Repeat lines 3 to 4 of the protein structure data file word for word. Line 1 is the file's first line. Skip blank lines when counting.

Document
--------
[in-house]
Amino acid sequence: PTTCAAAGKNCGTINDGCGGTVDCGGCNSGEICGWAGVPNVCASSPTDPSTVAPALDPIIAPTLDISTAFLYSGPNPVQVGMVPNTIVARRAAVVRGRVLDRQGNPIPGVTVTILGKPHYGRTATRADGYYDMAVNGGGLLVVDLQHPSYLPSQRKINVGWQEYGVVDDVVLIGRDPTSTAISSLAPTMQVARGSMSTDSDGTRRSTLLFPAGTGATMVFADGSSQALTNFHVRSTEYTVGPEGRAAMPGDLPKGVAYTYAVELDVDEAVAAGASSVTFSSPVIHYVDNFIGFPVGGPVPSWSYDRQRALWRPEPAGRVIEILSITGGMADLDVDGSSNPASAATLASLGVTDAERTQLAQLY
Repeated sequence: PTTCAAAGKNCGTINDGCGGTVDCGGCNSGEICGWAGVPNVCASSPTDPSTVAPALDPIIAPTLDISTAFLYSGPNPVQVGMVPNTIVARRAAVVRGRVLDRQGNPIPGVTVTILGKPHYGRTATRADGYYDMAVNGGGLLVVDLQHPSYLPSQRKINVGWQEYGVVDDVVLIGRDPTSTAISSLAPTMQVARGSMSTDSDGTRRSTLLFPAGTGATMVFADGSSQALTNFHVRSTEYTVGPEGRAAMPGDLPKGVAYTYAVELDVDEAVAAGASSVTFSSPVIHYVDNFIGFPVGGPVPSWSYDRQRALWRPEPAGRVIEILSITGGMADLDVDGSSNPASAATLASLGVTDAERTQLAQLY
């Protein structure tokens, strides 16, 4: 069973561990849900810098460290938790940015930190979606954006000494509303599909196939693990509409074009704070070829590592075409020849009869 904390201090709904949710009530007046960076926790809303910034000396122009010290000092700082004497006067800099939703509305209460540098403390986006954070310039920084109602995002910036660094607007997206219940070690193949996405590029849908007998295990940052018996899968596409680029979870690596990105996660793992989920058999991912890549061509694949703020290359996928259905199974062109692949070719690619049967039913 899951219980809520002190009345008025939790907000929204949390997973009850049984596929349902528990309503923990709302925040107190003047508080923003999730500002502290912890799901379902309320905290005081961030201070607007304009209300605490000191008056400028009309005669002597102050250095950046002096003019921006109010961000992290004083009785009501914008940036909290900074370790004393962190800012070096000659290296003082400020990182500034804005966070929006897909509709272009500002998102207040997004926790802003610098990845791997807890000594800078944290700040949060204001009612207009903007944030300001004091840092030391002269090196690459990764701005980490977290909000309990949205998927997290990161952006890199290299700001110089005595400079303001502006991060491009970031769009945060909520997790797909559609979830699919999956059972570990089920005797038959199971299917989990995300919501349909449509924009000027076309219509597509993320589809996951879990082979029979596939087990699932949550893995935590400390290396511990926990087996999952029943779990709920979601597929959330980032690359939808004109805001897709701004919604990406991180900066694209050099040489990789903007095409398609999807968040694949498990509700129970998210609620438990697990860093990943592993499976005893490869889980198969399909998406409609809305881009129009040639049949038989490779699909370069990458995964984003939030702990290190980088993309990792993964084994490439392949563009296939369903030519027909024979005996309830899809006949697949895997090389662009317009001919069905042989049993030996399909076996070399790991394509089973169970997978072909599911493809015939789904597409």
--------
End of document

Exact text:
Repeated sequence: PTTCAAAGKNCGTINDGCGGTVDCGGCNSGEICGWAGVPNVCASSPTDPSTVAPALDPIIAPTLDISTAFLYSGPNPVQVGMVPNTIVARRAAVVRGRVLDRQGNPIPGVTVTILGKPHYGRTATRADGYYDMAVNGGGLLVVDLQHPSYLPSQRKINVGWQEYGVVDDVVLIGRDPTSTAISSLAPTMQVARGSMSTDSDGTRRSTLLFPAGTGATMVFADGSSQALTNFHVRSTEYTVGPEGRAAMPGDLPKGVAYTYAVELDVDEAVAAGASSVTFSSPVIHYVDNFIGFPVGGPVPSWSYDRQRALWRPEPAGRVIEILSITGGMADLDVDGSSNPASAATLASLGVTDAERTQLAQLY
């Protein structure tokens, strides 16, 4: 069973561990849900810098460290938790940015930190979606954006000494509303599909196939693990509409074009704070070829590592075409020849009869 904390201090709904949710009530007046960076926790809303910034000396122009010290000092700082004497006067800099939703509305209460540098403390986006954070310039920084109602995002910036660094607007997206219940070690193949996405590029849908007998295990940052018996899968596409680029979870690596990105996660793992989920058999991912890549061509694949703020290359996928259905199974062109692949070719690619049967039913 899951219980809520002190009345008025939790907000929204949390997973009850049984596929349902528990309503923990709302925040107190003047508080923003999730500002502290912890799901379902309320905290005081961030201070607007304009209300605490000191008056400028009309005669002597102050250095950046002096003019921006109010961000992290004083009785009501914008940036909290900074370790004393962190800012070096000659290296003082400020990182500034804005966070929006897909509709272009500002998102207040997004926790802003610098990845791997807890000594800078944290700040949060204001009612207009903007944030300001004091840092030391002269090196690459990764701005980490977290909000309990949205998927997290990161952006890199290299700001110089005595400079303001502006991060491009970031769009945060909520997790797909559609979830699919999956059972570990089920005797038959199971299917989990995300919501349909449509924009000027076309219509597509993320589809996951879990082979029979596939087990699932949550893995935590400390290396511990926990087996999952029943779990709920979601597929959330980032690359939808004109805001897709701004919604990406991180900066694209050099040489990789903007095409398609999807968040694949498990509700129970998210609620438990697990860093990943592993499976005893490869889980198969399909998406409609809305881009129009040639049949038989490779699909370069990458995964984003939030702990290190980088993309990792993964084994490439392949563009296939369903030519027909024979005996309830899809006949697949895997090389662009317009001919069905042989049993030996399909076996070399790991394509089973169970997978072909599911493809015939789904597409």